If normal communications between two machines are failing, but the two machines can PING each other successfully (be sure to run the PING command from both machines), then there is something else that you can try. Rather than pinging the network host by IP address, try replacing the IP address with the host’s fully qualified domain name, as shown in Figure D.

Figure D:
Try pinging the network host by its fully qualified domain name

If you are able to ping the machine by its IP address, but not by its fully qualified domain name, then you most likely have a DNS issue. The workstation may be configured to use the wrong DNS server, or the DNS server may not contain a host record for the machine that you are trying to ping.

If you look at Figure D, you can see that the machine’s IP address is listed just to the right of its fully qualified domain name. This proves that the machine was able to resolve the fully qualified domain name. Make sure that the IP address that the name was resolved to is correct. If you see a different IP address than the one that you expected, then you may have an incorrect DNS host record.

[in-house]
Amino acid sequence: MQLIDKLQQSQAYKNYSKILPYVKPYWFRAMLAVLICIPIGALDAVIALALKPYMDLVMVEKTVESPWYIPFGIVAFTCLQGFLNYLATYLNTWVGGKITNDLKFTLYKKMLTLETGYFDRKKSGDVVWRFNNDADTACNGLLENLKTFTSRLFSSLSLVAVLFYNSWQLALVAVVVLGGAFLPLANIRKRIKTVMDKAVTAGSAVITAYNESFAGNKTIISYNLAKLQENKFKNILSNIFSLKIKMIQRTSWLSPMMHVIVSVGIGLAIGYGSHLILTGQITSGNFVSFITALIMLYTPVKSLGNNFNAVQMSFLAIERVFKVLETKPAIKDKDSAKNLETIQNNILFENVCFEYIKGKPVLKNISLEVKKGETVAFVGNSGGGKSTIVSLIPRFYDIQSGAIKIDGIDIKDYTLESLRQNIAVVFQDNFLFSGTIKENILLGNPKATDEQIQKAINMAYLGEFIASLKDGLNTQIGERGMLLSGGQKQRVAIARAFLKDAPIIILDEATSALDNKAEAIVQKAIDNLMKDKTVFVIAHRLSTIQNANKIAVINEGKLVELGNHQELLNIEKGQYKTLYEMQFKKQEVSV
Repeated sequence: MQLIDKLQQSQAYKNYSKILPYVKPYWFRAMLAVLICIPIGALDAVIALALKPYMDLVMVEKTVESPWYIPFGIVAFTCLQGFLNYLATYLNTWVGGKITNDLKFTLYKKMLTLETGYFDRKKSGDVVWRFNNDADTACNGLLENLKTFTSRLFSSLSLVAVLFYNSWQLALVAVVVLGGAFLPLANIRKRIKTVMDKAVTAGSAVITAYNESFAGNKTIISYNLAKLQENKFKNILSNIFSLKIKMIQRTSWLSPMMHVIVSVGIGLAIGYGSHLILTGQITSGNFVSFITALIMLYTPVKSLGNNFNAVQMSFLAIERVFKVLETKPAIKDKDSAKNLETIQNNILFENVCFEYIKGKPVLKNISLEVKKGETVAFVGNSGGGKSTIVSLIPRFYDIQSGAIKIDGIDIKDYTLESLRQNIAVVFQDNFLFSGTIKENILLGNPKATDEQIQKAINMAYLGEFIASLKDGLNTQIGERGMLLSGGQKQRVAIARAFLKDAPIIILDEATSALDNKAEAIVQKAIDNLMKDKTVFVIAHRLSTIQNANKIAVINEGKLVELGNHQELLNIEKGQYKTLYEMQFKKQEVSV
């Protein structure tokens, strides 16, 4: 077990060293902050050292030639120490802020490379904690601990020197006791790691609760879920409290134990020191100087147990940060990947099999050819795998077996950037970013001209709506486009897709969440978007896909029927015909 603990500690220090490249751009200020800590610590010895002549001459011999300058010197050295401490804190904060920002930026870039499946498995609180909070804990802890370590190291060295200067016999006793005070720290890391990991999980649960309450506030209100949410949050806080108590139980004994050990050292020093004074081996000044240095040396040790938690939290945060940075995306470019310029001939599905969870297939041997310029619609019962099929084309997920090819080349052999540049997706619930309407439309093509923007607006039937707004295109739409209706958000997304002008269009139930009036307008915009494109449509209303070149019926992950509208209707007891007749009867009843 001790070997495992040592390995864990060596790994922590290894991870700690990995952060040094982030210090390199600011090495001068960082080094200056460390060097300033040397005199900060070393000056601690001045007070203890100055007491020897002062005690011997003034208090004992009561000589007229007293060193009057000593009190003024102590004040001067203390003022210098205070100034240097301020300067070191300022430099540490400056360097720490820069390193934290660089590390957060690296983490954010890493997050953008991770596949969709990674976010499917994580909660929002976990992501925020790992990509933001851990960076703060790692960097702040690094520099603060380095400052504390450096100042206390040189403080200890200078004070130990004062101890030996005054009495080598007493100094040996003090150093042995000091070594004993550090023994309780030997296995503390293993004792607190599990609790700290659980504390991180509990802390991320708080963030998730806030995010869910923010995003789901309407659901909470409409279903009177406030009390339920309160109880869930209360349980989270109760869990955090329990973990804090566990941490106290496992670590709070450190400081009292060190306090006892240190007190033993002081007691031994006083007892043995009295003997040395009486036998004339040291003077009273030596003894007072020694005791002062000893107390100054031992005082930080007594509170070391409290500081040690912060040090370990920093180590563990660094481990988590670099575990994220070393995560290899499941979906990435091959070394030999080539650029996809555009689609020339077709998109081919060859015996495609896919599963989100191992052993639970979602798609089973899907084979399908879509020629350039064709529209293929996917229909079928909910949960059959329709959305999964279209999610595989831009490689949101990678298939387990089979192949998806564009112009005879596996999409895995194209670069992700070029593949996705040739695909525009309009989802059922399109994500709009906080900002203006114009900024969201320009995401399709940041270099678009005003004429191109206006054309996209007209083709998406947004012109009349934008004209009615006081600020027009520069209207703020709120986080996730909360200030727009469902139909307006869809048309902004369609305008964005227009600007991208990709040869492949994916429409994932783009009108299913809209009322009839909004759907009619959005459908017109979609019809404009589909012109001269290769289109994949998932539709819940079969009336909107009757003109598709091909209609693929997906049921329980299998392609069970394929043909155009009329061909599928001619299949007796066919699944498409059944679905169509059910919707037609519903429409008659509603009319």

In this article, I have shown you some steps for testing basic connectivity between two machines. In the next article in the series, I will show you some more techniques that you can use in the troubleshooting process.

 If you would like to read other parts to this article please go to:

If you would like to be notified when Brien M. Posey releases the next part of this article series please sign up to the Real time article update newsletter.

See Also

The Author — Brien M. Posey

Brien M. Posey avatar

Brien Posey is an MCSE and has won the Microsoft MVP award for the last few years. Brien has written well over 4,000 technical articles and written or contributed material to 27 books.